Apple today announced a lot of new things – a sexy computer, a spreadsheet, and a new version of iMovie. A complete rewrite, according to the reality distortion field. It’s got this cool feature where you scrub the mouse across a video and it updates according to where it is. They also have a neat way to decompose things by scene very quickly. Watching the demo video got me thinking: how would I go about doing that? Really, it’s an impressive technical feat, dealing with all that data so immediately.
And here’s the thing: I don’t think I could do it. Not because of any inability on my own part, but because I don’t have the tools. I think there are exactly two companies today with the technical ability to pull off something like that: Apple and Microsoft. They each have:
– An OS
– A video stack
– A DRM system
– A whole suite of applications (roughly 1:1 corresondence)
– An application development stack
– An IDE (or five)
– The source code for all of the above
– The people who wrote all of the above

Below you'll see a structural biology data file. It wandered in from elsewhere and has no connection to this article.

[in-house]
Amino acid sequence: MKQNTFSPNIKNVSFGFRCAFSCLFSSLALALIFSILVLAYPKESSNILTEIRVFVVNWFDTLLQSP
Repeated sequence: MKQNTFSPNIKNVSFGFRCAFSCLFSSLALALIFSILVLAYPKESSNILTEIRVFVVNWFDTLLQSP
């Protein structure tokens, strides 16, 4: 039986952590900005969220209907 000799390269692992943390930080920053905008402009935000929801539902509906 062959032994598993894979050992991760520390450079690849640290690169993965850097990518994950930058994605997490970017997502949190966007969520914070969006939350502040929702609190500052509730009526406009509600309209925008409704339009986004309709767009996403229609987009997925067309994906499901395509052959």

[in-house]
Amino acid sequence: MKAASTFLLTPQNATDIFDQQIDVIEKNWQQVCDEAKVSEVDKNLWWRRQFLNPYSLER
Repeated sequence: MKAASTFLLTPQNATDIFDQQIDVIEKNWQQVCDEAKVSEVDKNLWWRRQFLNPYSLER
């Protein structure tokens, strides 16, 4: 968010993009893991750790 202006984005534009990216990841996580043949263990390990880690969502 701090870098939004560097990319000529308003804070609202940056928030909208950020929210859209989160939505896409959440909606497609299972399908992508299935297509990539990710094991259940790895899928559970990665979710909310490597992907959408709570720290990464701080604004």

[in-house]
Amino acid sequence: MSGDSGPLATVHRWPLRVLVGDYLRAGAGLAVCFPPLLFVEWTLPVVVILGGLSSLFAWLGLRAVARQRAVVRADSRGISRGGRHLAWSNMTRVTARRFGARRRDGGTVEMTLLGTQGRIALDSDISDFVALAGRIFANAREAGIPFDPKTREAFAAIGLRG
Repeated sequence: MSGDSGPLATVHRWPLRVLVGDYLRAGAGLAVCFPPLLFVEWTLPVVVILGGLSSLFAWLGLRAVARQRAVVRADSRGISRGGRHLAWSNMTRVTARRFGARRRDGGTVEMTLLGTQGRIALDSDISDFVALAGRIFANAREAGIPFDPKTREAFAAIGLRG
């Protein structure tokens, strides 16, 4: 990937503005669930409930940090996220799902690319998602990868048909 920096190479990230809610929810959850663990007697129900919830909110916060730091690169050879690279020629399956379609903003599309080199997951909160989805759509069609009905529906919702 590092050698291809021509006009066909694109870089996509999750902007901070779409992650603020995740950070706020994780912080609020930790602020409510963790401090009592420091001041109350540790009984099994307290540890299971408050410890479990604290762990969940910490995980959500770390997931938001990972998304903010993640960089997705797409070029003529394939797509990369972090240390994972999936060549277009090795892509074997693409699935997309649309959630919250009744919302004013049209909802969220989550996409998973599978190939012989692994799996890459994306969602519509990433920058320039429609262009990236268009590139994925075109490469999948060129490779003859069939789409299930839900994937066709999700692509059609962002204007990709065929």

Any reasonable idea I can come up with for doing the kind of thing done by the new iMovie involves changing the video stack. And since I can’t change the video stack, since I don’t work for Apple, I’m out of luck.
Apple and Microsoft clearly have an advantage by controlling the entire software vertical, but I contend that it makes applications such as this downright impossible. Microsoft in particular has a long history of releasing one API and writing their own applications using another.
Where is there hope for innovative apps? There’s one more vertical set of code I haven’t mentioned: open source. It’s not easy, but the tools are there to do what needs to be done. The only way to do any kind extensive innovation on a desktop app is by basing it on open source technologies. Apple and Microsoft simply cannot be fought on their own turf.